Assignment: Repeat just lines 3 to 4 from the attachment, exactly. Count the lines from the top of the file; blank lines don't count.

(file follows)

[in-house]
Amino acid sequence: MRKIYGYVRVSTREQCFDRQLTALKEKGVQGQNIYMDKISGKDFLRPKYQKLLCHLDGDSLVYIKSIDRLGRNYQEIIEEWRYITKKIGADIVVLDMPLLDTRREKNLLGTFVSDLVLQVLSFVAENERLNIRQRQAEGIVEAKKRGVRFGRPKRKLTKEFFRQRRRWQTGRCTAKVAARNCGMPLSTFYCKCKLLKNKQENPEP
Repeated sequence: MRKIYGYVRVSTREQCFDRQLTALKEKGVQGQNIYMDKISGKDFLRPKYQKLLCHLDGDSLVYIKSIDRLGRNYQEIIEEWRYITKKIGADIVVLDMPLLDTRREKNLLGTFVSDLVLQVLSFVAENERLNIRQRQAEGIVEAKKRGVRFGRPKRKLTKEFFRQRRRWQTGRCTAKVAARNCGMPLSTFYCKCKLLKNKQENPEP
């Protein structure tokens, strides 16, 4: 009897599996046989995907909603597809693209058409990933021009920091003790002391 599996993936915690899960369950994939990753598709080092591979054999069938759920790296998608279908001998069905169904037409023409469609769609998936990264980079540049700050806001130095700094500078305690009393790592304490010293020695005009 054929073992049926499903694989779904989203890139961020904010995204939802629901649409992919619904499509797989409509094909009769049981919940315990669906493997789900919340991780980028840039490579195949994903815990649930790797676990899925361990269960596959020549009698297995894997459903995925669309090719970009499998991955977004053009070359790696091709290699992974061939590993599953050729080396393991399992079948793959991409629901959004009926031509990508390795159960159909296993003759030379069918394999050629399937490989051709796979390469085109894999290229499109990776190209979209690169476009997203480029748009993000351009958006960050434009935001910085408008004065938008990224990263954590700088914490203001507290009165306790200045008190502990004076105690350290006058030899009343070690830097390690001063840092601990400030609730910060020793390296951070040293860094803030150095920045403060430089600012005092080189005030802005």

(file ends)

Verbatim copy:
Repeated sequence: MRKIYGYVRVSTREQCFDRQLTALKEKGVQGQNIYMDKISGKDFLRPKYQKLLCHLDGDSLVYIKSIDRLGRNYQEIIEEWRYITKKIGADIVVLDMPLLDTRREKNLLGTFVSDLVLQVLSFVAENERLNIRQRQAEGIVEAKKRGVRFGRPKRKLTKEFFRQRRRWQTGRCTAKVAARNCGMPLSTFYCKCKLLKNKQENPEP
């Protein structure tokens, strides 16, 4: 009897599996046989995907909603597809693209058409990933021009920091003790002391 599996993936915690899960369950994939990753598709080092591979054999069938759920790296998608279908001998069905169904037409023409469609769609998936990264980079540049700050806001130095700094500078305690009393790592304490010293020695005009 054929073992049926499903694989779904989203890139961020904010995204939802629901649409992919619904499509797989409509094909009769049981919940315990669906493997789900919340991780980028840039490579195949994903815990649930790797676990899925361990269960596959020549009698297995894997459903995925669309090719970009499998991955977004053009070359790696091709290699992974061939590993599953050729080396393991399992079948793959991409629901959004009926031509990508390795159960159909296993003759030379069918394999050629399937490989051709796979390469085109894999290229499109990776190209979209690169476009997203480029748009993000351009958006960050434009935001910085408008004065938008990224990263954590700088914490203001507290009165306790200045008190502990004076105690350290006058030899009343070690830097390690001063840092601990400030609730910060020793390296951070040293860094803030150095920045403060430089600012005092080189005030802005």